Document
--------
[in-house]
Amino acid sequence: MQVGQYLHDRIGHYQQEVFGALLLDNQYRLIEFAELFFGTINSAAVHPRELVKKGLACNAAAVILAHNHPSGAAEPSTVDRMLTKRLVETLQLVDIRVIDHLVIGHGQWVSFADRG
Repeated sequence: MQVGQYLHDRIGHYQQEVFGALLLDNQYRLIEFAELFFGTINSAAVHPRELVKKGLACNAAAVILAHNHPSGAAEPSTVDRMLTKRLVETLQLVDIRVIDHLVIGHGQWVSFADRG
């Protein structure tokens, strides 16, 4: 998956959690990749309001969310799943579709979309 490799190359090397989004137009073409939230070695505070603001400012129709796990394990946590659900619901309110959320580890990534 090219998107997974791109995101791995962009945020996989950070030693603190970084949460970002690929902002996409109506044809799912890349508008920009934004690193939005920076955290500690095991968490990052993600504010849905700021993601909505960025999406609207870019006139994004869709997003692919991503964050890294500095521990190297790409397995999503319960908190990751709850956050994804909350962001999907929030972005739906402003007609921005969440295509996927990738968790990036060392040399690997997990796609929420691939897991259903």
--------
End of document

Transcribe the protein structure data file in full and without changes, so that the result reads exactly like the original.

[in-house]
Amino acid sequence: MQVGQYLHDRIGHYQQEVFGALLLDNQYRLIEFAELFFGTINSAAVHPRELVKKGLACNAAAVILAHNHPSGAAEPSTVDRMLTKRLVETLQLVDIRVIDHLVIGHGQWVSFADRG
Repeated sequence: MQVGQYLHDRIGHYQQEVFGALLLDNQYRLIEFAELFFGTINSAAVHPRELVKKGLACNAAAVILAHNHPSGAAEPSTVDRMLTKRLVETLQLVDIRVIDHLVIGHGQWVSFADRG
């Protein structure tokens, strides 16, 4: 998956959690990749309001969310799943579709979309 490799190359090397989004137009073409939230070695505070603001400012129709796990394990946590659900619901309110959320580890990534 090219998107997974791109995101791995962009945020996989950070030693603190970084949460970002690929902002996409109506044809799912890349508008920009934004690193939005920076955290500690095991968490990052993600504010849905700021993601909505960025999406609207870019006139994004869709997003692919991503964050890294500095521990190297790409397995999503319960908190990751709850956050994804909350962001999907929030972005739906402003007609921005969440295509996927990738968790990036060392040399690997997990796609929420691939897991259903």